During the early days of life with a newborn, you’re focused on what’s best for the baby, so sleepless nights seem like a small price to pay. Until about week six, that is, when waking up every few hours should start to get old. If your baby is 6 months or older and is still a night owl, it’s time to get some tips to get your baby to sleep, and consider a baby sleep training program. And even if you have a young infant, it’s never too early to teach smart sleep skills.
What is Sleep Training?
Sleep training is the process of helping a baby learn to fall asleep and stay asleep through the night.
When Can I start Sleep Training?
Most experts recommend starting sleep training when your baby is between 4 and 6 months old. By about 4 months, babies have typically started to develop a regular sleep-wake cycle and dropped most of their night feedings. These are signs they may be ready to start sleep training. Of course, every baby is different: Some may not be ready for sleep training until they’re a bit older. Some babies sleep seven hours or longer at an early age, while others won’t until much later. If you’re not sure whether your baby is ready for sleep training, ask his doctor.
How to Prepare for Sleep Training?
Set the stage for successful sleep training with these suggestions:
- Prepare a good sleeping environment. Make sure the crib and room is all about sleep. Also be sure that the room is dark, the temperature is just right (68-72 degrees Fahrenheit), and that white noise is playing. This is to ensure that your baby will fall asleep and stay asleep. Also dress your baby in footed pajamas to maintain extra comfort at an ideal temperature.
- Introduce a bedtime routine. You can start when your baby is as young as 6 weeks, but don’t worry if your baby is older – it’s never too late. A routine can include a warm bath, a book, and a lullaby before putting her to bed.
- Pick a consistent bedtime. Experts recommend between 7 and 8 o’clock so your baby isn’t overtired and fighting sleep.
- Follow a predictable daytime schedule. Try to get your baby up around the same time every morning, and feed her and put her down for naps at about the same times during the day. This predictability helps her relax and feel secure, and a relaxed baby settles down to sleep more easily.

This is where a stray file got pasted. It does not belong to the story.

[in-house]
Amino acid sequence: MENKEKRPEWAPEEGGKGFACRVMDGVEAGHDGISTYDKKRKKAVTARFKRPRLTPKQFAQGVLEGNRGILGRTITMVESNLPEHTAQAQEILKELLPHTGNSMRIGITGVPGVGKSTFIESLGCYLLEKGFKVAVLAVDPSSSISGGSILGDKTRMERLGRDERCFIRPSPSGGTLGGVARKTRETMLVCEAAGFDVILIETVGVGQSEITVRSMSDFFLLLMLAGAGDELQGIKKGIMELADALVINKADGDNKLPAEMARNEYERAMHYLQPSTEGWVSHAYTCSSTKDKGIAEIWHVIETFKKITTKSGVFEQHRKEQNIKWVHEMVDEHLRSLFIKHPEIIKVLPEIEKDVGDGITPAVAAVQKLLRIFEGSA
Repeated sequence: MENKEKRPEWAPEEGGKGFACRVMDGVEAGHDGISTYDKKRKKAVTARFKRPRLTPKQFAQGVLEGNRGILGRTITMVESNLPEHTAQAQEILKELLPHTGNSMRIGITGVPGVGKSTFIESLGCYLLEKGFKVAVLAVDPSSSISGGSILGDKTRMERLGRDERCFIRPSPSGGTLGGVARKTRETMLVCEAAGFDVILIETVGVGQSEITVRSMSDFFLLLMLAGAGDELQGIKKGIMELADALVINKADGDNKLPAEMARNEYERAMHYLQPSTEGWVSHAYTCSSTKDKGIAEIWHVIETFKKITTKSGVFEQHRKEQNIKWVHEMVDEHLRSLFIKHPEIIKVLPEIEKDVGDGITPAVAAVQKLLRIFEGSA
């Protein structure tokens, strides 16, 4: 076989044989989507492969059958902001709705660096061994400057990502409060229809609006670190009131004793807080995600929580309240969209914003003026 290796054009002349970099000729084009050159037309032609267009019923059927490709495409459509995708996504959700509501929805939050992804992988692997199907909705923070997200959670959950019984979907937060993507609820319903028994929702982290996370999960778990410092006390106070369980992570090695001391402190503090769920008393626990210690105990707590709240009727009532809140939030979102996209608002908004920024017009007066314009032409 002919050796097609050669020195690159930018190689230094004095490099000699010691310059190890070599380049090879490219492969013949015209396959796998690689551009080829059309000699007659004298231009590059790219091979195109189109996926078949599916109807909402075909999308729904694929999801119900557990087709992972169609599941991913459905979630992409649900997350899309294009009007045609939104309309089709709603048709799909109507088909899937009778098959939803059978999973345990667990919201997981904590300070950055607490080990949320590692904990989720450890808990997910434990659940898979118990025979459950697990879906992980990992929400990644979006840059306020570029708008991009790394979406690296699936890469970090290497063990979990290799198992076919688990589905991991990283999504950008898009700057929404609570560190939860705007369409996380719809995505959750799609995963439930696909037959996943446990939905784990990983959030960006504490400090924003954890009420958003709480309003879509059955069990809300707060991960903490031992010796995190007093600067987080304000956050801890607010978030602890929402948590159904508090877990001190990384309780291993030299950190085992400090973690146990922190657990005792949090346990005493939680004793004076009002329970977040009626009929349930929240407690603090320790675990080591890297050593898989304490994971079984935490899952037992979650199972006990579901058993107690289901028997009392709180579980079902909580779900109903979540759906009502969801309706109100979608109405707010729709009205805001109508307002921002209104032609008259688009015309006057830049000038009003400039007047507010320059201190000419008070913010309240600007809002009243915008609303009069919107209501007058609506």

- Make sure your baby doesn’t have a medical condition that could affect her sleep. An underlying condition, such as sleep apnea, needs to be addressed by your baby’s doctor before you consider a sleep training program.
Some Sleep Training Approaches
Some babies do this quickly and easily. But many others have trouble settling down to sleep – or getting back to sleep when they’ve wakened – and they need help along the way. We describe below the three main approaches to sleep training: cry it out, no tears, and fading.
1. The Cry it out approach
Proponents of these sleep training methods say it’s okay for your child to cry when you put him to bed and leave the room, although they don’t advocate letting a baby cry indefinitely. Typically, these methods suggest putting your baby to bed when he’s still awake and allowing short periods of crying punctuated by comforting (but not picking up) your child.
2. The No tears approach
Sleep training advocates in this category encourage a more gradual approach – soothing the baby to sleep and offering comfort right away when the child cries. Pediatrician William Sears, author of The Baby Sleep Book, is a leading proponent. Parent educator Elizabeth Pantley outlines a step-by-step no tears approach in her book The No-Cry Sleep Solution.
3. The Fading approach
Fading, also known as adult fading or camping out, falls in the middle of the sleep training spectrum. In fading, parents gradually diminish their bedtime role by sitting near the baby until he falls asleep and gradually moving the chair further away from the crib each night. Another fading approach is to check on the baby and reassure him (without picking him up) every five minutes until he falls asleep.
4. Other approaches
Some experts suggest techniques that are slightly different than these methods. Perhaps the best known is pediatrician Harvey Karp, author of The Happiest Baby on the Block. His method suggests a very specific routine involving the so-called five S’s: swaddling, the side or stomach position (for calming your baby, not for sleeping), shushing, swinging, and sucking.
That being said, some children are naturally good sleepers, and before too long they fall into a sleep pattern that everyone’s happy with. Others are naturally fussy or wakeful and may need more structure – or more nurturing – to help them sleep well. You don’t have to follow any method strictly. You might find just one aspect of a particular method effective for your child. Feel free to take what you can use. Sometimes common sense is the best “method.” Families often develop their own ways of getting their kids into good sleep habits. If it works, keep going.